The Jewish event can be an extremely lavish one or a cost effective basic one. Depending on the event, the location, the geographical region, or the target audience, the Jewish event ranges from a Bar/Bat Mitzvah featuring the Black Eyed Peas to a small Synagogue dinner for congregants. Most of us will probably deal with events basically in between those types – mainly average sized weddings and Bar/Bat Mitzvahs, organizational fundraisers, and even School Journal dinners.
But there’s one commonality in every type of Jewish event that determines the success and “must return” factor for the people attending (by success, I’m referring to whether or not people spread the word positively or negatively). And its the one thing never to skimp on. It’s the food. From the hor dourves to the dessert. Above all, the food is the main thing that will be discussed, critiqued, praised, and remembered at any Jewish event.
And in some cases, the food goes beyond just taste and abundance. Food becomes a social requirement. For certain social events, the Jewish market will go to many lengths to ensure Jewish foods, such as Israeli, Bukharian, Persian, Moroccan, etc, are able to be provided by their Kosher caterers. Once a Jewish ethnic group finds a caterer that provides their brand of food and great quality, they stick with it for ALL their special events. For organizational functions, having glatt kosher food, as opposed to simply kosher, attract a different crowd of people and thus a different type of donor.
Let’s face it – the Jewish demographic loves to have great Kosher food. We think the food fascination comes from a tradition rich in long holiday seasons, lifecycle celebrations that closely mingle joy and food, and even the Jewish family’s revolvement around the kosher kitchen. So certainly for the Jewish market’s special events they attend, after inquiring about the type of event, their second question is “So what’d they have?” The food is the main focus for the Jewish event. The venue could be glorious, the flowers magnificent, the orchestra toe-tappingly good; if the food isn’t up to the standards they’re anticipating, you’re event may not get the high marks you’re aiming for.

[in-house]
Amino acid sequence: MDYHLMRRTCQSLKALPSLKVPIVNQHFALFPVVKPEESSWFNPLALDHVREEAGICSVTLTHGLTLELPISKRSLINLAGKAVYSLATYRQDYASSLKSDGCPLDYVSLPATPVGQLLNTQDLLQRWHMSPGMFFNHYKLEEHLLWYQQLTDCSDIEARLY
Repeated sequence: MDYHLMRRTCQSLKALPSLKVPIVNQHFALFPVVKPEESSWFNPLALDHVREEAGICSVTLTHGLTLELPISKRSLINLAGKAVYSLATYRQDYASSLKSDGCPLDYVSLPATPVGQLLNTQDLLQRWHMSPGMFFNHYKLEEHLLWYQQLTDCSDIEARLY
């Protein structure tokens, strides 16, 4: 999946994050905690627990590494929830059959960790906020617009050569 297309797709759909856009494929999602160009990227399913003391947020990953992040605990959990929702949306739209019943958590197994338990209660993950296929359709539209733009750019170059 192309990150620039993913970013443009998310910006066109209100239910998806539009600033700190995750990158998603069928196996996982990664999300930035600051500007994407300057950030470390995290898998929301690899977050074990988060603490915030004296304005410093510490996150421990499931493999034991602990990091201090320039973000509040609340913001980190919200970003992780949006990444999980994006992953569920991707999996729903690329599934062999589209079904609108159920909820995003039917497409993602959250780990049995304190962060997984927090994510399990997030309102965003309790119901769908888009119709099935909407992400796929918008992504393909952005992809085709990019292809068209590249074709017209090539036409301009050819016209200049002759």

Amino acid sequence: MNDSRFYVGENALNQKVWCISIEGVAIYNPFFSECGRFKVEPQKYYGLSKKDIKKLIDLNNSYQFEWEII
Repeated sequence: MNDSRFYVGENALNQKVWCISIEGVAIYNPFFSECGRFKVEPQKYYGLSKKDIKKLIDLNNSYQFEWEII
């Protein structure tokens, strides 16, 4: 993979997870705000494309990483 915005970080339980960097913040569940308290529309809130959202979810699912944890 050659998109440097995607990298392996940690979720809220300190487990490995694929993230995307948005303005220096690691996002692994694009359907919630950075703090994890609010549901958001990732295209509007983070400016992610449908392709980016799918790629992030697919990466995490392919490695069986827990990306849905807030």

Now, for the occasional wedding, social event and one-shot event, that desirable word of mouth and buzz factor may not really matter, but for the organizational, non-profit, or corporate event that happens year after year, word of mouth/buzz is a driving force behind increased fundraising, attendance, sales and return customers. As frequent travelers can attest, free breakfasts at hotels is a great draw to get new reservations, but the quality of the food at these hotels has to be top notch for repeat business. Same for the Jewish event. The food doesn’t need to be innovative nor particularly creative – the food simply needs to be great and available in relative abundance. With this in mind, the one place you may be able to cut corners could be dessert, but ONLY because the rest of the meal was fantastic.
Overall, when planning an event, the food will make the difference between a good event and a great memorable event!